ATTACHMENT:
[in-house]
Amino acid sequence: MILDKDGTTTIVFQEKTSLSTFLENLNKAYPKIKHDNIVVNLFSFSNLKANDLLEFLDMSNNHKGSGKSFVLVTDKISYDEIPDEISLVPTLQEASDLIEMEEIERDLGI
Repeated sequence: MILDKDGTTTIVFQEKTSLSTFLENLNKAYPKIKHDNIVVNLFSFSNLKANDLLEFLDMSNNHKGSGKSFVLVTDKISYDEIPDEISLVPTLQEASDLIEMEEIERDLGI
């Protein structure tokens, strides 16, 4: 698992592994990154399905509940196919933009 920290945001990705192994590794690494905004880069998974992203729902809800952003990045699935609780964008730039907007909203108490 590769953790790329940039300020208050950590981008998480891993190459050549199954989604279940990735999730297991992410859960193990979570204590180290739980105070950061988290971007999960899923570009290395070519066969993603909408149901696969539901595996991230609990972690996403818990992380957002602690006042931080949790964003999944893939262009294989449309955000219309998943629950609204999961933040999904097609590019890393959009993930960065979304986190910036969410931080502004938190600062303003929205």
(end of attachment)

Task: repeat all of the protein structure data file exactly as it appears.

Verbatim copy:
[in-house]
Amino acid sequence: MILDKDGTTTIVFQEKTSLSTFLENLNKAYPKIKHDNIVVNLFSFSNLKANDLLEFLDMSNNHKGSGKSFVLVTDKISYDEIPDEISLVPTLQEASDLIEMEEIERDLGI
Repeated sequence: MILDKDGTTTIVFQEKTSLSTFLENLNKAYPKIKHDNIVVNLFSFSNLKANDLLEFLDMSNNHKGSGKSFVLVTDKISYDEIPDEISLVPTLQEASDLIEMEEIERDLGI
């Protein structure tokens, strides 16, 4: 698992592994990154399905509940196919933009 920290945001990705192994590794690494905004880069998974992203729902809800952003990045699935609780964008730039907007909203108490 590769953790790329940039300020208050950590981008998480891993190459050549199954989604279940990735999730297991992410859960193990979570204590180290739980105070950061988290971007999960899923570009290395070519066969993603909408149901696969539901595996991230609990972690996403818990992380957002602690006042931080949790964003999944893939262009294989449309955000219309998943629950609204999961933040999904097609590019890393959009993930960065979304986190910036969410931080502004938190600062303003929205």